Background

For years imaging scientists have known how to enhance the edges of text and artwork objects, reducing the artifact of "aliasing",  also referred to as "the jaggies", along the edges of text and graphic objects.  Anti-aliasing of a rendered, continuous tone image fills in the in-between jumps at the edges with pixels having in-between tone values. This gives text and artwork the appearance of smoothness usually obtained only when printing at higher resolutions.

 

The problems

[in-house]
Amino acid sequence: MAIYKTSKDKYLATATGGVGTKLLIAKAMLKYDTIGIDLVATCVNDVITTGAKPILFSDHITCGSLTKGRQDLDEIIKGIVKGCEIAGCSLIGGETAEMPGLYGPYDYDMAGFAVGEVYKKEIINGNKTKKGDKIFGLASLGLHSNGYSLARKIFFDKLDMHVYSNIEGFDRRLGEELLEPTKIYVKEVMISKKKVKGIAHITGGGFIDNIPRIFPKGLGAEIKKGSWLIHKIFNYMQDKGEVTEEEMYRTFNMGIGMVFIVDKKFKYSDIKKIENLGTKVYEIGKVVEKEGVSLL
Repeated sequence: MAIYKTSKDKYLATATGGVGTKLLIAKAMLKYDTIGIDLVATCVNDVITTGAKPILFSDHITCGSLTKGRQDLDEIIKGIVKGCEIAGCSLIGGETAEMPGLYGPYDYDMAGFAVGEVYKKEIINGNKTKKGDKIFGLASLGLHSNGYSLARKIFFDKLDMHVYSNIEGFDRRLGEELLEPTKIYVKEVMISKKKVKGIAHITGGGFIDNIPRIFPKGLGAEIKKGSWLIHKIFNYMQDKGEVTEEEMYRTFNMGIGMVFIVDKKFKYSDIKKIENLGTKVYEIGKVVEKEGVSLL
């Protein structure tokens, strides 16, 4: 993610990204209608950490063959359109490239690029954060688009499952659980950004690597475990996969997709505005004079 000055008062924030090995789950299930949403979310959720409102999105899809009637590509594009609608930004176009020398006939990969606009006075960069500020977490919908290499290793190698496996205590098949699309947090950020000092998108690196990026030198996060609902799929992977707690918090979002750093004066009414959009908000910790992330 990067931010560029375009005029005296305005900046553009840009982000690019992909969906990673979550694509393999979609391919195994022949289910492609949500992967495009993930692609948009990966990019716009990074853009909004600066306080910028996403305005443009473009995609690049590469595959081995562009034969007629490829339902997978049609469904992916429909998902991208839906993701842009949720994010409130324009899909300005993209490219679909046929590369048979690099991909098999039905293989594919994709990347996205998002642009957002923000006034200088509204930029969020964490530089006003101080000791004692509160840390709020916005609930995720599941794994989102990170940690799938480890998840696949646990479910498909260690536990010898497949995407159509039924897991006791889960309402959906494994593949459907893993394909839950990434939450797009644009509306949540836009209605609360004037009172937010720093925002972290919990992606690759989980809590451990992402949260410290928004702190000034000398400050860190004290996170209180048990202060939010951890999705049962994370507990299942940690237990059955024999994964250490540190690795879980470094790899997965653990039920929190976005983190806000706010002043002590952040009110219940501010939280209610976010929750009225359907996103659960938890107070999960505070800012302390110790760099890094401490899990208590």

1. Anti-aliasing works on continuous tone, not screened data.  One can not simply enable a rip's anti-aliasing and then send the data to be screened and printed.  Serious artifacts result.  Traditional anti-aliasing techniques are  therefore inappropriate for bilevel printing, as well as having artifacts with multilevel printing.     See it here -->  
  2. The traditional anti-aliasing technique is an inherently slow process.  When implemented together with  multilevel screening, which also increased calculations, the combination may be unacceptably slow.

The solution

ScaleAbilities has developed a form of text and artwork enhancement, similar to traditional anti-aliasing, designed specifically for graylevel printing, and which works together with multilevel screening and is optimized for hardware-based acceleration.   See it here -->